It’s a beautiful sunny day. The wind is a bit gusty and brings with it an edge to the relative chill in the air but the sky is blue and the sun is out. You are gliding along the road, chatting with your ride partner. The hills haven’t been too tough, which is nice because you are riding your old school road bike.
As you come up to a stop sign, gently squeezing the brake levers, your left heel instinctively kicks out to the left to untether from your pedal … and nothing happens.
There is a moment of recognition: Oh junk – I can’t unclip on my usual side.
There is a moment of pause: precariously balanced as your bike glides to a stop.
There is a moment of desperation: a click of your right heel kicking out of the pedal.
There is a moment where you know your weight is already over to the left and there isn’t time to shift it to the right.
nope – you’re going over.
The fall is in slow motion – first the bike leans into your thigh, gently pushing it outward. The tethered ankle contorts and stretches as your knee bends to accommodate your top tube. Your hands somehow remain on the handlebars as you relinquish control and simply allow gravity (and the road) to embrace you.
* * * * *
I haven’t fallen off my bike in a long time – over a year at this point. It felt like slow motion and I ended up not with the usual abrasions or light road rash but with a twisted ankle and pain radiating up my calf. I took a few minutes to walk around a bit before we hopped on our bikes again and finished our ride home. Once I had showered, I spent time icing and elevating and picked up an ACE wrap. Seems to be a minor ankle sprain coupled with a nice bruise on my calf where my bike and I landed.
Like many in this country, we’ve been dealing with a vicious Arctic cold this past week. Sunday seems so far away – a “balmy” 30 degrees when I set out with my daughter in search of a parking lot we could ride around in while she gets comfortable with her bike. We bought it for her last year as a birthday gift, just a touch on the large side so she wouldn’t outgrow it too quickly. She’s now able to get the hand brakes easily and use her twist-shifters more effectively. I grabbed Lady Rainicorn and gave her a test spin, trying to figure out how to both turn and shift my downtube shifters and not fall over.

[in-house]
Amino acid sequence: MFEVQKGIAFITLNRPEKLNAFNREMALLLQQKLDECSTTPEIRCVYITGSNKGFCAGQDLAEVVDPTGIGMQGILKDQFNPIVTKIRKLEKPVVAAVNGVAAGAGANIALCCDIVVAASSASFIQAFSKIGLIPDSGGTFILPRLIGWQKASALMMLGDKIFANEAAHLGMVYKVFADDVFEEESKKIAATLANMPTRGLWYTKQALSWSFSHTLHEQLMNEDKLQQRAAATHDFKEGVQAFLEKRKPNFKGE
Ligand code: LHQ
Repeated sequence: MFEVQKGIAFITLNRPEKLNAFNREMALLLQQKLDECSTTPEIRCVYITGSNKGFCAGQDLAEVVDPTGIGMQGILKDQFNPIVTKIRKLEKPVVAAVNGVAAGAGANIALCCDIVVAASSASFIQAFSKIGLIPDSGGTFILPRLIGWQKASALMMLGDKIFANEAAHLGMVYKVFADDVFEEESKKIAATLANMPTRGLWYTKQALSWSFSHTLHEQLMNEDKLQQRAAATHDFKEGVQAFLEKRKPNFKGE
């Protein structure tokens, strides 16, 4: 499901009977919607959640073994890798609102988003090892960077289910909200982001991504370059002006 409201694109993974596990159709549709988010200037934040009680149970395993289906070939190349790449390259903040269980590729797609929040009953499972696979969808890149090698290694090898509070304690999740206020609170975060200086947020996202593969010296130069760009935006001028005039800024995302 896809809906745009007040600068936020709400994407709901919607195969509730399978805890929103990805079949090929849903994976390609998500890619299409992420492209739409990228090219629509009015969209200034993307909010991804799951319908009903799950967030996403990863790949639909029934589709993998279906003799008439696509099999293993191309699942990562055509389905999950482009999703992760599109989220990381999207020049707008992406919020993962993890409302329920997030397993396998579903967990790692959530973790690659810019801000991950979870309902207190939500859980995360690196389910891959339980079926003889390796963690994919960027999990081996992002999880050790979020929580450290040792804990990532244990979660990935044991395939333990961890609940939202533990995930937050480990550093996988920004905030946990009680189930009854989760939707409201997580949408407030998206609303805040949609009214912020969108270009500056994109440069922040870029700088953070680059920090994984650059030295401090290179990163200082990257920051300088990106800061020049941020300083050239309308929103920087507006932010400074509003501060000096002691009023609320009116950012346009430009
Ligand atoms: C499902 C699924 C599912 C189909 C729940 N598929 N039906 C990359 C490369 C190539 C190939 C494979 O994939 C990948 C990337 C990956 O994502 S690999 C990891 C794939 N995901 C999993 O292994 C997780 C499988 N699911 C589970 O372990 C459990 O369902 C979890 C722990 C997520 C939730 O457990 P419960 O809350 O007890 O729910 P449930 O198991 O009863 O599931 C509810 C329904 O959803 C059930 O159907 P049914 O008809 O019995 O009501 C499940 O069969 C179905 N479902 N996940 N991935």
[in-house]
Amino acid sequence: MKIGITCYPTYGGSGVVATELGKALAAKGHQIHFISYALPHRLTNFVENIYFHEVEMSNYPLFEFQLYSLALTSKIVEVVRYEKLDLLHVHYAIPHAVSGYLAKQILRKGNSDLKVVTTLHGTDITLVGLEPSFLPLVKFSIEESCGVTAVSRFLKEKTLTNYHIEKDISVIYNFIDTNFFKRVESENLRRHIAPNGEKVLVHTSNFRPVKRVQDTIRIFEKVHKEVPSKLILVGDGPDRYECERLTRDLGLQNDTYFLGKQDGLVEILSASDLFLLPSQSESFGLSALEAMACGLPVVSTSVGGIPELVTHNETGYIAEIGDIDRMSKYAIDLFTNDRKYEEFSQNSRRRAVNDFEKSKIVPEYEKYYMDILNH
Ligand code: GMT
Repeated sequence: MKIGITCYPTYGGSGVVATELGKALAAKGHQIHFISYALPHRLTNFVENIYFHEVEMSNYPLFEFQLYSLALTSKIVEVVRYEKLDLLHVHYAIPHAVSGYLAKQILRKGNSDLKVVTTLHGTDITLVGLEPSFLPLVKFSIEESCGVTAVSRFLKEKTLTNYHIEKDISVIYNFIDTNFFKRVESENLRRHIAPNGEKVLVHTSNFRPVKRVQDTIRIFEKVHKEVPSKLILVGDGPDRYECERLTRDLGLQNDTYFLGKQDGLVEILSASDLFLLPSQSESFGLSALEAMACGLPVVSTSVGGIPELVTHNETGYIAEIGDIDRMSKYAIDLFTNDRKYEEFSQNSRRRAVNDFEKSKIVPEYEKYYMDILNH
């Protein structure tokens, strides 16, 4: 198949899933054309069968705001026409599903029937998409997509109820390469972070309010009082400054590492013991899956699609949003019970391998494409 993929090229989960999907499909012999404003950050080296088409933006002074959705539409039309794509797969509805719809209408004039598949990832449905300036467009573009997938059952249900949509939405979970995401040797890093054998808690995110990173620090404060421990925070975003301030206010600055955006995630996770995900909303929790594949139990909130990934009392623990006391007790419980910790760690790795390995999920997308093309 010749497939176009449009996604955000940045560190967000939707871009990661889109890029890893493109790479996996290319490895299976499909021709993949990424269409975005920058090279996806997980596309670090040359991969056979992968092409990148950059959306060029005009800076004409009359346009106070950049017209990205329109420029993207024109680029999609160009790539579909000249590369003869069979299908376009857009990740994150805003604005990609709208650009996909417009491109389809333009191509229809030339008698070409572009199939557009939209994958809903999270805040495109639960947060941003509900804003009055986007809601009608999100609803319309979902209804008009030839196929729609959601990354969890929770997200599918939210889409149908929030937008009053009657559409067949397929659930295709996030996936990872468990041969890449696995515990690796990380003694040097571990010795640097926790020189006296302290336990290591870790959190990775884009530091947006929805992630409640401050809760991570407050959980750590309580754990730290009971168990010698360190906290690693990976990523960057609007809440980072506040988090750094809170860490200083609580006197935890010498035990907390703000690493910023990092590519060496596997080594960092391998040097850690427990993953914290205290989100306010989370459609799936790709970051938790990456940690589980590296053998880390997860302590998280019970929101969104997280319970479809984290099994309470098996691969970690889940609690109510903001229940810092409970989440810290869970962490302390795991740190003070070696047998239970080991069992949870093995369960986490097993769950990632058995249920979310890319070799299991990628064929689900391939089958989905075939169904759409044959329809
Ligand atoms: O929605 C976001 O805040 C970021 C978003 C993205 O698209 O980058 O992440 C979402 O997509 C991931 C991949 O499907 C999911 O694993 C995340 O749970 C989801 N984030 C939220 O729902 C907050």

It’s not as easy when the only road bike you’ve ever had utilizes what is unimaginatively called “brifters” – brake shifters. My instinct is to just click the small levers with my middle finger. Downtube shifters are bringing me more in tune with my bike.
As I’m walking home from the train station tonight, it occurs to me that being a cyclist or pedestrian really puts you in tune with your world. You feel the subtle and not-so-subtle swells and depressions. Flats that are really slow and steady inclines or declines. You need to know the weather to prepare your attire accordingly. You can pause to truly enjoy a beautiful sunrise, sunset, or the way the light sparkles like glitter on the new-fallen snow.
You can always tell the folks who will hurry out of the train and into their parked car because they aren’t dressed to spend a length of time in the weather.
Back to the “new” bike. I’m realizing I need to be OK with a variety of things I haven’t had to worry about up til this point. Things like when to shift up or down, easing up on the pedals to get the front derailleur to guide the chain to the big ring … and back without dropping. Calculating when I need to shift on a hill or descent. Having HALF as many gears to work with in general.
The bikes are in the shop but once they are done, I’ll see you on the road!